Date of Award


Document Type


Degree Name

Master of Science in Nursing (MScN)

First Supervisor/Advisor

Dr. Khairulnissa Ajani


School of Nursing and Midwifery, Pakistan


Background: The transition period of new graduate nurses necessitates major adjustments as they transition from an organized learning environment to a more independent and challenging work environment. Most of the transitional challenges and concerns remain unaddressed resulting in a difficult transition. This study can aid in identifying the problems and the anticipated expectations of final-year nursing students to bridge the gap between academic training and professional practice, resulting in a smoother transition for new graduate nurses.
Purpose: The current study aimed to identify the perceptions of final-year baccalaureate nursing students regarding their anticipated expectations related to the transition from being students to nursing interns, and the transitional challenges faced by nursing interns, in a tertiary care hospital in Karachi, Pakistan.
Methodology: The descriptive cross-sectional design was used to assess the study questions. The total sampling strategy was used and 170 participants including 113 final-year nursing students and 57 nurse interns, participated in this study. The study assessed their role transition perceptions related to role preparation, role competence, organization and support, role expectations, and emotional issues, using the Modified Perceptions and Expectations of Role Transition questionnaire, adopted from Deasy et al. (2011), which was shared with the participants via email. The data was collected from March 22, 2023, to June 30, 2023. The questionnaire tool was piloted on 10% of the total sample to check the language accuracy and the relevancy of the questions in terms of context. IBM SPSS version 27 was used to compute the percentages of the responses received.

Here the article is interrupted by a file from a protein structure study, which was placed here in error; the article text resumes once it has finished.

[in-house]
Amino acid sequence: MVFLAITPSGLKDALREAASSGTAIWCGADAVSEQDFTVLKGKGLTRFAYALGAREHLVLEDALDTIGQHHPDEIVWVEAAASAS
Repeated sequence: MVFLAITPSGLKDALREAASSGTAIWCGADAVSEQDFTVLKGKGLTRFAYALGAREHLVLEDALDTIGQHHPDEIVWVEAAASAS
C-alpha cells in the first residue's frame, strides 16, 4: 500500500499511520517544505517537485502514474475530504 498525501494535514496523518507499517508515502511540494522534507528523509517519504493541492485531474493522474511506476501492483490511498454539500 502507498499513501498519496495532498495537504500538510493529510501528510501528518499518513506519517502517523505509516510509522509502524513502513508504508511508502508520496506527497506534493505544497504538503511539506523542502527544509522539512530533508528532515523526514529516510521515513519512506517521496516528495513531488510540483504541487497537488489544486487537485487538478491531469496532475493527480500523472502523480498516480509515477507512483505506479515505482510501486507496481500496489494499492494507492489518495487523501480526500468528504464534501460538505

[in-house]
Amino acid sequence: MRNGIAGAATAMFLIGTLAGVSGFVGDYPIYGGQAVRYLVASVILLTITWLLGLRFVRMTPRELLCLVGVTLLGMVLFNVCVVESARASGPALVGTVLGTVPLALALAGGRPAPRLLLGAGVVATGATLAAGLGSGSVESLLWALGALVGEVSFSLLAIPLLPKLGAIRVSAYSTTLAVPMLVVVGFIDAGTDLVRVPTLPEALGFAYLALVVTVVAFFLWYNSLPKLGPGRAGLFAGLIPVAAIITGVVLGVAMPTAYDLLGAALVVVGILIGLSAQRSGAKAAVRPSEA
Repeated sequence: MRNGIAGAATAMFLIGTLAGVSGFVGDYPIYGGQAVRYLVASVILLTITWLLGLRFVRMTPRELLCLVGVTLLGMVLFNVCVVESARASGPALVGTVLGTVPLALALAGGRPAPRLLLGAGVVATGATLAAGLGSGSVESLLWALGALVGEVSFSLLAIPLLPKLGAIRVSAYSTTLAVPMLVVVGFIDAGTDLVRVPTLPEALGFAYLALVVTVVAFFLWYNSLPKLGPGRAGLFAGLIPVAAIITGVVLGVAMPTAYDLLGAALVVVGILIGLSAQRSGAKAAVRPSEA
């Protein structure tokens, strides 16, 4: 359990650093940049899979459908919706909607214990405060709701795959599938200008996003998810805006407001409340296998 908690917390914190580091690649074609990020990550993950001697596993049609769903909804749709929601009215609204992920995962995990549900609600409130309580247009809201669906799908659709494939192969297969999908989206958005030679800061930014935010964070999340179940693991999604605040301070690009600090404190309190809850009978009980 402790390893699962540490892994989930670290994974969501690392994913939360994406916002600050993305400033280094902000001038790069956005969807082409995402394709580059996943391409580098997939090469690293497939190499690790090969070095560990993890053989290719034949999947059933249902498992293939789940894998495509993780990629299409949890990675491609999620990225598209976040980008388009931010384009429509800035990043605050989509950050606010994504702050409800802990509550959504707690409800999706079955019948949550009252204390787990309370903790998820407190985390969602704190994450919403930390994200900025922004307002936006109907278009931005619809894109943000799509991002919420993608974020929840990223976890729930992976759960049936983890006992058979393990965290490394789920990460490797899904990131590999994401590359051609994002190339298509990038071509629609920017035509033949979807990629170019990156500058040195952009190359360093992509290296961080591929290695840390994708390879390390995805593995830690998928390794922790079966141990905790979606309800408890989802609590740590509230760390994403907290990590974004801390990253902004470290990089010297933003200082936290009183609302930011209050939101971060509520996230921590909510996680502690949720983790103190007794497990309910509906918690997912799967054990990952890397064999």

Results: The findings of the study indicated that 93% of the interns found their student-to-nurse transition problematic and 59.6% faced difficulties in managing their workload. In terms of orientation and support, only 11% received orientation to their new role, 12% were supported to develop their full potential, and 17.5% received ongoing formal support during their internship. Moreover, only 35.1% received support from the multidisciplinary team, 42.1% received support from unit management, and 36.8% received feedback from them, 47.4% were facilitated to introduce new evidence-based initiatives, while 47.4% accepted having open and supportive communication channels in ward/unit, 47.4% felt respected, only 24.6% said that they had flexible working hours, and only 21.1% agreed that they were financially well rewarded for their work.
Conclusion: The study concluded that the final-year nursing students anticipate receiving support, and constructive feedback from the unit management and organization, but very few of the nursing interns received support, feedback, and proper orientation during their transition period. Hence, it is recommended that during internship, extensive student and intern support services, a supportive work environment, improved clinical preceptorship programs, frequent transition workshops focusing on time management, stress, and workload management, and frequent feedback and evaluation processes must be implemented to ensure a smooth transition of nursing students.

Included in

Nursing Commons